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Data Communication &

Networking

Data Communication & Computer Networks

Lecture 21
Internetworking
Devices
Connecting Devices
Connecting Devices and the OSI Model
Five categories of connecting devices
1. Those which operate below the physical layer
such as a passive hub.
2. Those which operate at the physical layer (a
repeater or an active hub).
3. Those which operate at the physical and data
link layers (a bridge or a two-layer switch).
 Those which operate at the physical, data link,
and network layers (a router or a three-layer
switch).
 Those which can operate at all five layers (a
gateway).
1. Passive Hubs
 A passive hub is just a connector. It
connects the wires coming from different
branches.

 This type of a hub is part of the media;


its location in the Internet model is
below the physical layer.
2. Repeaters
 A repeater is a device that operates only
in the physical layer.
 Signals that carry information within a
network can travel a fixed distance before
attenuation endangers the integrity of the
data.
 A repeater receives a signal and, before it
becomes too weak or corrupted,
regenerates the original bit pattern.
 The repeater then sends the refreshed
signal.
A Repeater in the OSI Model
A Repeater
Repeaters
 A repeater does not actually connect two
LANs; it connects two segments of the
same LAN. The segments connected are
still part of one single LAN. A repeater is
not a device that can connect two LANs
of different protocols.
 A repeater forwards every frame; it has
no filtering capability.
 A repeater is a regenerator, not an
amplifier.
Function of a Repeater
3. Active Hubs
 An active hub is actually a multipart
repeater.

 It is normally used to create


connections between stations in a
physical star topology.
4. Bridges
 A bridge operates in both the physical
and the data link layer.
 As a physical layer device, it
regenerates the signal it receives.
 As a data link layer device, the bridge
can check the physical (MAC)
addresses (source and destination)
contained in the frame.
Filtering
 What is the difference in functionality
between a bridge and a repeater?

 A bridge has filtering capability. It


can check the destination address of
a frame and decide if the frame
should be forwarded or drop
Filtering
 If the frame is to be forwarded, the
decision must specify the port. A
bridge has a table that maps
addresses to ports.
 A bridge has a table used in filtering
decisions.
 A bridge does not change the physical
(MAC) addresses in a frame.
A Bridge in the OSI Model
A Bridge
Function of a Bridge
Multiport Bridge
5. Layer-Two Switches
 The two-layer switch performs at the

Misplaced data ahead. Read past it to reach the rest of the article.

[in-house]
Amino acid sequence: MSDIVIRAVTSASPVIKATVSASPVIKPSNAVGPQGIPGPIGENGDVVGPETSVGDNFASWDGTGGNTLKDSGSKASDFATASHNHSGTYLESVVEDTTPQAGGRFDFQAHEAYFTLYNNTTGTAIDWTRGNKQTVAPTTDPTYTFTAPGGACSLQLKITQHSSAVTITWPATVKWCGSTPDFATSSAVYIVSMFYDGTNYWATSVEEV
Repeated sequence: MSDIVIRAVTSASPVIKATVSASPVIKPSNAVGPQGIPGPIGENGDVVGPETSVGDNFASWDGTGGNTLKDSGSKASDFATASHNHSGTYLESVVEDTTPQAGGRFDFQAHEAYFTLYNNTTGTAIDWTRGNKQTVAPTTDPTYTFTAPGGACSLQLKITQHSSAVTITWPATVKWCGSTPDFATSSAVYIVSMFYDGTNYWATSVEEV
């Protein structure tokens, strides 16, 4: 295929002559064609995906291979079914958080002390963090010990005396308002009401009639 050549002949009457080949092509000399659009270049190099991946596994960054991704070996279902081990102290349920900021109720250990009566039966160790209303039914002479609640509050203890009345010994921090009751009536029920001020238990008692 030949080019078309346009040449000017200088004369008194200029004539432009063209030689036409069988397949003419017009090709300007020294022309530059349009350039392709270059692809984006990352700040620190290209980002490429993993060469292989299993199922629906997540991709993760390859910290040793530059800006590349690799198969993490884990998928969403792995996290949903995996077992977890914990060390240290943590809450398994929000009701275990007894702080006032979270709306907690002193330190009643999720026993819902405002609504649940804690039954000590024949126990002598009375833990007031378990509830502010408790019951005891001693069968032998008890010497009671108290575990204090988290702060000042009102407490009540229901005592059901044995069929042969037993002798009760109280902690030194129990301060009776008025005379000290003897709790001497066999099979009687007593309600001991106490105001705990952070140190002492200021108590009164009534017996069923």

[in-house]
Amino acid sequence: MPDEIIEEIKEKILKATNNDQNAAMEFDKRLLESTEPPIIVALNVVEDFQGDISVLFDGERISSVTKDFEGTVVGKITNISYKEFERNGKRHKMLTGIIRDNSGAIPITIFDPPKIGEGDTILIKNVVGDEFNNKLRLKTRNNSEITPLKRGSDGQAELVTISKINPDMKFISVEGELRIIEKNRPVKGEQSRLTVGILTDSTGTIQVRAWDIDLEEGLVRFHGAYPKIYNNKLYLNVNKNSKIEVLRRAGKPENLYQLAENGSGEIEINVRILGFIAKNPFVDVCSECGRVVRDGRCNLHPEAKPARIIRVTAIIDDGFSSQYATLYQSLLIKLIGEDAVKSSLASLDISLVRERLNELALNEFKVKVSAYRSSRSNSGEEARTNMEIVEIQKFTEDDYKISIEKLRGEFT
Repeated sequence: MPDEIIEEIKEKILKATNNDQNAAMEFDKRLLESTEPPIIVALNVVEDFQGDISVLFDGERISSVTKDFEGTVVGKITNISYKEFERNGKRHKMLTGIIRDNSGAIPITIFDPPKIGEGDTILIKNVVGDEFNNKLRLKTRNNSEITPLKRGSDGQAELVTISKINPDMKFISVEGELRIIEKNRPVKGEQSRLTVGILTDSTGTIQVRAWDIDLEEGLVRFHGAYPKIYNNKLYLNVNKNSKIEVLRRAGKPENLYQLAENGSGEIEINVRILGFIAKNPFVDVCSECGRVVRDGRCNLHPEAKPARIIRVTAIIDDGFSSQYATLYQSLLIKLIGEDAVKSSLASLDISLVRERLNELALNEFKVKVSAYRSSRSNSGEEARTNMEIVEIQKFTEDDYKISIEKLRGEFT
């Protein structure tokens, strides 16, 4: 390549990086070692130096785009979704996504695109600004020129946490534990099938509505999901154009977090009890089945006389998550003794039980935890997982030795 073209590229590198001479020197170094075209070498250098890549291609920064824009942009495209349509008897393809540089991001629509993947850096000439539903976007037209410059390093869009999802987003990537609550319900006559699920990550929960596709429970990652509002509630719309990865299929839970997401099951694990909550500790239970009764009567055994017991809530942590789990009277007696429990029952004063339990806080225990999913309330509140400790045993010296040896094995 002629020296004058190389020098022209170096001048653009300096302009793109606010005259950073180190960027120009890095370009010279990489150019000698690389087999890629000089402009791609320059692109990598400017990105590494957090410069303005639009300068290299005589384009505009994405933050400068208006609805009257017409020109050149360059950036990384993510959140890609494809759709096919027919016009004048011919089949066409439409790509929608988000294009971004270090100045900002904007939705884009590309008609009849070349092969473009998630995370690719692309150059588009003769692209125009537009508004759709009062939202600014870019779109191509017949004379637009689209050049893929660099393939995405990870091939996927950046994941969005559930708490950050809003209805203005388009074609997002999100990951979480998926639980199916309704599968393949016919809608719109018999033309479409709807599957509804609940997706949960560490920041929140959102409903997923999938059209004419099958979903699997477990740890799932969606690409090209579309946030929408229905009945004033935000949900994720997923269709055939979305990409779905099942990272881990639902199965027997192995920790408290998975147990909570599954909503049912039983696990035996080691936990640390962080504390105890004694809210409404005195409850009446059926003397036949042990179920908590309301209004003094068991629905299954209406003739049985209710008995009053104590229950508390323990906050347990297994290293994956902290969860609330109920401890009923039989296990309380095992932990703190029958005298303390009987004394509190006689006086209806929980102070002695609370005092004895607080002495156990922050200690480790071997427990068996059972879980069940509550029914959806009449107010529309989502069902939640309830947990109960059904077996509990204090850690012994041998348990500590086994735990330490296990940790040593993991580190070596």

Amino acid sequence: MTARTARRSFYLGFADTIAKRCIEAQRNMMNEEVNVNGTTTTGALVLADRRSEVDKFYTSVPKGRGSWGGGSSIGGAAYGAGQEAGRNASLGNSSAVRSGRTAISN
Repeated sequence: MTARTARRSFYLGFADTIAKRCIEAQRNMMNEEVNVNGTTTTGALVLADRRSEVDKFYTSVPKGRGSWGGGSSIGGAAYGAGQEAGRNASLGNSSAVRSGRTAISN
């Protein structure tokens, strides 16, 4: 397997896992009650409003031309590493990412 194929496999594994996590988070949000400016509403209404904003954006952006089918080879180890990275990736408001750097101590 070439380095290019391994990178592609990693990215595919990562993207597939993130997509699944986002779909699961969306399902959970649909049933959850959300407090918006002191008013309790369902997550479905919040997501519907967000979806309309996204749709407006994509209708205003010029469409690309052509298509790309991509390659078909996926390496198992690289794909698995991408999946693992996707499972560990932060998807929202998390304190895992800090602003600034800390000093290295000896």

physical and data link layers.
 A two-layer switch is a bridge, a
bridge with many ports and a design
that allows better (faster)
performance.
 A bridge with a few ports can connect
a few LANs together.
Layer-Two Switches
 A bridge with many ports may be able
to allocate a unique port to each
station, with each station on its own
independent entity.
 A two-layer switch, as a bridge does,
makes a filtering decision based on the
MAC address of the frame it received.
 However, a two-layer switch can be
more sophisticated.
Layer-Two Switches
 It can have a buffer to hold the frames
for processing.
 It can have a switching factor that
forwards the frames faster.
 Some new two-layer switches, called
cut-through switches, have been
designed to forward the frame as soon
as they check the MAC addresses in
the header of the frame.
Switch
6. Routers
 A router is a three-layer device that
routes packets based on their logical
addresses (host-to-host addressing).
 A router normally connects LANs and
WANs in the Internet and has a
routing table that is used for making
decisions about the route.
 The routing tables are normally
dynamic and are updated using
routing protocols.
A Router in the OSI Model
Routers in an Internet
Layer-Three Switches
 A three-layer switch is a router, but a
faster and more sophisticated.
 The switching fabric in a three-layer
switch allows faster table lookup and
forwarding.
 The terms router and three-layer
switch are used interchangeably.
7. Gateway
 A gateway is normally a computer
that operates in all five layers of the
Internet or seven layers of OSI
model.
 A gateway takes an application
message, reads it, and interprets it.
 This means that it can be used as a
connecting device between two
internetworks that use different
models.
Gateway
 For example, a network designed to
use the OSI model can be connected
to another network using the Internet
model.
 The gateway connecting the two
systems can take a frame as it arrives
from the first system, move it up to
the OSI application layer, and remove
the message.
Gateway
 Gateways can provide security.

 The gateway is used to filter


unwanted application-layer
messages.
A Gateway in the OSI Model